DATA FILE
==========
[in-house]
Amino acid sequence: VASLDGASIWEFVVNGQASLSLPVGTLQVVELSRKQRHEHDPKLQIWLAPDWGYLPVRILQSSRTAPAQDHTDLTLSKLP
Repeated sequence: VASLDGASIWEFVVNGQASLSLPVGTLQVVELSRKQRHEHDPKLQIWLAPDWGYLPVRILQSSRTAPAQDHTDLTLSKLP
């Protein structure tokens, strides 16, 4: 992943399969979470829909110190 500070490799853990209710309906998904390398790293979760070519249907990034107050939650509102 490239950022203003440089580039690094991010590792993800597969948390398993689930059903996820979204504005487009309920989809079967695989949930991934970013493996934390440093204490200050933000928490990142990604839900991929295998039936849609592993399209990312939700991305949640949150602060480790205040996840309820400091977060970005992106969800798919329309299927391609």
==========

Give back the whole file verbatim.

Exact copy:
[in-house]
Amino acid sequence: VASLDGASIWEFVVNGQASLSLPVGTLQVVELSRKQRHEHDPKLQIWLAPDWGYLPVRILQSSRTAPAQDHTDLTLSKLP
Repeated sequence: VASLDGASIWEFVVNGQASLSLPVGTLQVVELSRKQRHEHDPKLQIWLAPDWGYLPVRILQSSRTAPAQDHTDLTLSKLP
């Protein structure tokens, strides 16, 4: 992943399969979470829909110190 500070490799853990209710309906998904390398790293979760070519249907990034107050939650509102 490239950022203003440089580039690094991010590792993800597969948390398993689930059903996820979204504005487009309920989809079967695989949930991934970013493996934390440093204490200050933000928490990142990604839900991929295998039936849609592993399209990312939700991305949640949150602060480790205040996840309820400091977060970005992106969800798919329309299927391609």